‘Crazy Rich Asians’ Film Comes Home to Singapore

“Crazy Rich Asians” celebrated its Asian premiere in Singapore on Tuesday night, with local-born stars such as Fiona Xie delighted to be bringing the film home to the city where it was filmed.

“I’m so looking forward for every Singaporean to watch this because Singapore is so beautiful on screen. Everybody (in Hollywood) was like, is this CGI? Does this place really exist?,” Xie, who plays gold digging opera star Kitty Pong, told reporters.

“This is a homecoming!” she said.

The film, the first Hollywood movie in 25 years with an all-Asian cast, is a rare Hollywood showcase of Asian identity and culture, which the filmmakers hope will be enjoyed by moviegoers of all backgrounds.

The romantic comedy about an Asian-American New Yorker who goes to Singapore to meet her boyfriend’s wealthy and tradition-bound family of Chinese descent is based on the 2013 best-selling book of the same name by Kevin Kwan.

The Warner Bros. film directed by Jon M. Chu, launched above expectations, garnering $34 million in just five days.

The film, with a mostly eastern Asian cast, has drawn criticism for not representing Singapore’s multi-ethnic society.

“The film is set in Singapore, where 15 percent of the population are Malay and 7.4 percent are Indian, and none of them are represented in the film except as the background help,” said activist and journalist Kirsten Han on Twitter.

However, others saw it as an opportunity to tell other diverse Singapore stories.

“This movie is going to open more doors for us to tell the world more Singapore stories,” 19 year-old university student, Andrea Raeburn told Reuters at the premiere.

The film’s producer, John Penotti also shared similar sentiments:”We hope this starts a very long-running trend celebrating Asian-focused films that play around the world, that’s exactly the hope for the portrayal of Asians, that’s exactly what is starting to happen. There are many more stories, this is just one,” he said.

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‘Crazy Rich Asians’ Film Comes Home to Singapore

“Crazy Rich Asians” celebrated its Asian premiere in Singapore on Tuesday night, with local-born stars such as Fiona Xie delighted to be bringing the film home to the city where it was filmed.

“I’m so looking forward for every Singaporean to watch this because Singapore is so beautiful on screen. Everybody (in Hollywood) was like, is this CGI? Does this place really exist?,” Xie, who plays gold digging opera star Kitty Pong, told reporters.

“This is a homecoming!” she said.

The film, the first Hollywood movie in 25 years with an all-Asian cast, is a rare Hollywood showcase of Asian identity and culture, which the filmmakers hope will be enjoyed by moviegoers of all backgrounds.

The romantic comedy about an Asian-American New Yorker who goes to Singapore to meet her boyfriend’s wealthy and tradition-bound family of Chinese descent is based on the 2013 best-selling book of the same name by Kevin Kwan.

The Warner Bros. film directed by Jon M. Chu, launched above expectations, garnering $34 million in just five days.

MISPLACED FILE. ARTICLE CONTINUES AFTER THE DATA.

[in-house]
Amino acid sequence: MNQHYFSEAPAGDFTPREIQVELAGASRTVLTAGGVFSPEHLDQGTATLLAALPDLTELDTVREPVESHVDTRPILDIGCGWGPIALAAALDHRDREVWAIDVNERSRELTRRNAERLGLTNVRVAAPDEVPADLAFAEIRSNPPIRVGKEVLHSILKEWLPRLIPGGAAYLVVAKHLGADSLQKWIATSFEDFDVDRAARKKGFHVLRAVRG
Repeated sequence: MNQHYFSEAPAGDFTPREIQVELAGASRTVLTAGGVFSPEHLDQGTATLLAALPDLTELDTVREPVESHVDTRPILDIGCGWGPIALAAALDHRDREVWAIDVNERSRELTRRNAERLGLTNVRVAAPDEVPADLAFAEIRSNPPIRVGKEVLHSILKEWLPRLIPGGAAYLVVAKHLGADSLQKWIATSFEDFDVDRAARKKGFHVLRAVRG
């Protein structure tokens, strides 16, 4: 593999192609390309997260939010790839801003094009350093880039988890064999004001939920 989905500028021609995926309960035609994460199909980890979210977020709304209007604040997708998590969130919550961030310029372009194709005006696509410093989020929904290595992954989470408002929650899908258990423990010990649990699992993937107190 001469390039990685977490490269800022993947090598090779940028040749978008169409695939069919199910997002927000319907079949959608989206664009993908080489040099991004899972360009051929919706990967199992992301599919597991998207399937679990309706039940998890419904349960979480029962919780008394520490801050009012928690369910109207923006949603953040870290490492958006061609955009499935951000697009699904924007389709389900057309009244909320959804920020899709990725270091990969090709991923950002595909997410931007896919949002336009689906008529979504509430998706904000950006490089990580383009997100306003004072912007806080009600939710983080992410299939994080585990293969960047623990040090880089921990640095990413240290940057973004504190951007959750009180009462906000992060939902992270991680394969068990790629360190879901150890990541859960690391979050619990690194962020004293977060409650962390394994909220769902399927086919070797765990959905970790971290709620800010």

The film, with a mostly eastern Asian cast, has drawn criticism for not representing Singapore’s multi-ethnic society.

“The film is set in Singapore, where 15 percent of the population are Malay and 7.4 percent are Indian, and none of them are represented in the film except as the background help,” said activist and journalist Kirsten Han on Twitter.

However, others saw it as an opportunity to tell other diverse Singapore stories.

“This movie is going to open more doors for us to tell the world more Singapore stories,” 19 year-old university student, Andrea Raeburn told Reuters at the premiere.

The film’s producer, John Penotti also shared similar sentiments:”We hope this starts a very long-running trend celebrating Asian-focused films that play around the world, that’s exactly the hope for the portrayal of Asians, that’s exactly what is starting to happen. There are many more stories, this is just one,” he said.

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UEFA Forging Ahead with Plans to Increase Value of Women’s Football

The women’s Champions League is beginning to step out of the shadow of its male counterpart with the ultimate aim of being as much of a must-see and commercially-attractive event, a UEFA official told Reuters on Tuesday.

This season’s final in Budapest will be the first time the showpiece, in its current format, will be held in a different city to the men’s Champions League final.

The decision was taken to allow the pinnacle of women’s club football (called soccer in the U.S.) in Europe to have its own spotlight and not be overshadowed by the men’s edition, which is one of the most viewed annual TV events in the world, surpassing the Super Bowl.

The sponsorship and broadcast rights to the women’s final are currently sold by UEFA, with the previous rounds being managed by the clubs themselves.

However, Kayleigh Grieve, marketing manager for women’s football at European soccer’s governing body, said the ultimate aim was to part-centralize the rights-selling process to give the game the platform it deserves.

“We’re looking at that first step of bringing centralization back to the quarter-finals to final and hope that may shape up the process,” Grieve said on the sidelines of the Leaders XX Think Tank, held at Chelsea’s Stamford Bridge stadium.